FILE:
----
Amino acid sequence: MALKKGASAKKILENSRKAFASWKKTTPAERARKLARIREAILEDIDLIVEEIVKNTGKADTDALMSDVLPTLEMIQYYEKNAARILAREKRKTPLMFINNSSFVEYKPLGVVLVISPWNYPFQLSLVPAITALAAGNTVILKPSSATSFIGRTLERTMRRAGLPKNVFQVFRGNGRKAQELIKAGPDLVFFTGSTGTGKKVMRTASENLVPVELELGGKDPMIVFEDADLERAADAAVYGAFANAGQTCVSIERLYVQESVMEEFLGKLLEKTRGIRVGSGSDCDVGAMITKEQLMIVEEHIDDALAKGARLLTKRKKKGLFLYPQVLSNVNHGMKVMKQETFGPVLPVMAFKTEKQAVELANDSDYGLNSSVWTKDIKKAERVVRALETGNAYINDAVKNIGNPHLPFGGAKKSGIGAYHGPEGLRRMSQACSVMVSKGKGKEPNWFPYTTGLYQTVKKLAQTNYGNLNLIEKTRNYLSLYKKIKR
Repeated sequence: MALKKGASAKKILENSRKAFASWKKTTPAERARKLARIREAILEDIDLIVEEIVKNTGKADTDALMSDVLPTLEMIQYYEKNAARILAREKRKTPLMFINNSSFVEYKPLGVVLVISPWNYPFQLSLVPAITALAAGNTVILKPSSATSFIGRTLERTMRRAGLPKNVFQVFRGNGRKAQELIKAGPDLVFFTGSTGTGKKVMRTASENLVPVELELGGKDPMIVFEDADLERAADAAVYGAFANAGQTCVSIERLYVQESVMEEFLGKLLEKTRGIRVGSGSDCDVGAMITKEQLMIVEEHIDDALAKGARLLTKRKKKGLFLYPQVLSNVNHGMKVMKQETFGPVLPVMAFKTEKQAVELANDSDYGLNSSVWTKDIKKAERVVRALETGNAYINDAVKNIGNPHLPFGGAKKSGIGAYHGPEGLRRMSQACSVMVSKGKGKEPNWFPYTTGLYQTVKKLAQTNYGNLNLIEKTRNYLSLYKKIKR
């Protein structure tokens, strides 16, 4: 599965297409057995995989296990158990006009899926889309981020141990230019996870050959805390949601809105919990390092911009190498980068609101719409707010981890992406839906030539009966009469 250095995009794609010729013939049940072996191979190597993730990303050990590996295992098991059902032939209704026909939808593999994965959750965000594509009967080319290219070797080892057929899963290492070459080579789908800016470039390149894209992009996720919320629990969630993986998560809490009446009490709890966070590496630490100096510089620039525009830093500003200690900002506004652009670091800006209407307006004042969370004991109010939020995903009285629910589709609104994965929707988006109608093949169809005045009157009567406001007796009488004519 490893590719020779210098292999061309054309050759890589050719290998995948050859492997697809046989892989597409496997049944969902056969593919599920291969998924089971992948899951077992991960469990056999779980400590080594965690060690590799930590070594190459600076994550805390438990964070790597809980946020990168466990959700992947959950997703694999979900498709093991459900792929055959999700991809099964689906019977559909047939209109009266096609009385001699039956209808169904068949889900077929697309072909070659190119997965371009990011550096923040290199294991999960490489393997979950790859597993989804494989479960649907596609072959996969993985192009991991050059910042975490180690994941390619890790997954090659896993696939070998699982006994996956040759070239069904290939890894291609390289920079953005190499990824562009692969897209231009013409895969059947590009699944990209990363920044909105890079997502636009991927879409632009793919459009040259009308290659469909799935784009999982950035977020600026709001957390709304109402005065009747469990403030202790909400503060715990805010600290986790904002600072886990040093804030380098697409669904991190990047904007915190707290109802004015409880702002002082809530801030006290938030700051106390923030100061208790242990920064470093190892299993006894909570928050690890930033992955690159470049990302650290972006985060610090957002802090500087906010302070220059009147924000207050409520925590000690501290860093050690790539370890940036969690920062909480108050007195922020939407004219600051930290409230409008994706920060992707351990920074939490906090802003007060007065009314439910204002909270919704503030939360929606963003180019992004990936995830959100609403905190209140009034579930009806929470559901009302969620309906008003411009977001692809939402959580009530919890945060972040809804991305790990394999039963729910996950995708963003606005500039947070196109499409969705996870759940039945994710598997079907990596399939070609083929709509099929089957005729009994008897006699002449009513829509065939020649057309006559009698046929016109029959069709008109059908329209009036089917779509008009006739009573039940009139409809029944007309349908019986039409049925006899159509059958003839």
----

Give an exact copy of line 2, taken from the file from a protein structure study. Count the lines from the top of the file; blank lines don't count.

Repeated sequence: MALKKGASAKKILENSRKAFASWKKTTPAERARKLARIREAILEDIDLIVEEIVKNTGKADTDALMSDVLPTLEMIQYYEKNAARILAREKRKTPLMFINNSSFVEYKPLGVVLVISPWNYPFQLSLVPAITALAAGNTVILKPSSATSFIGRTLERTMRRAGLPKNVFQVFRGNGRKAQELIKAGPDLVFFTGSTGTGKKVMRTASENLVPVELELGGKDPMIVFEDADLERAADAAVYGAFANAGQTCVSIERLYVQESVMEEFLGKLLEKTRGIRVGSGSDCDVGAMITKEQLMIVEEHIDDALAKGARLLTKRKKKGLFLYPQVLSNVNHGMKVMKQETFGPVLPVMAFKTEKQAVELANDSDYGLNSSVWTKDIKKAERVVRALETGNAYINDAVKNIGNPHLPFGGAKKSGIGAYHGPEGLRRMSQACSVMVSKGKGKEPNWFPYTTGLYQTVKKLAQTNYGNLNLIEKTRNYLSLYKKIKR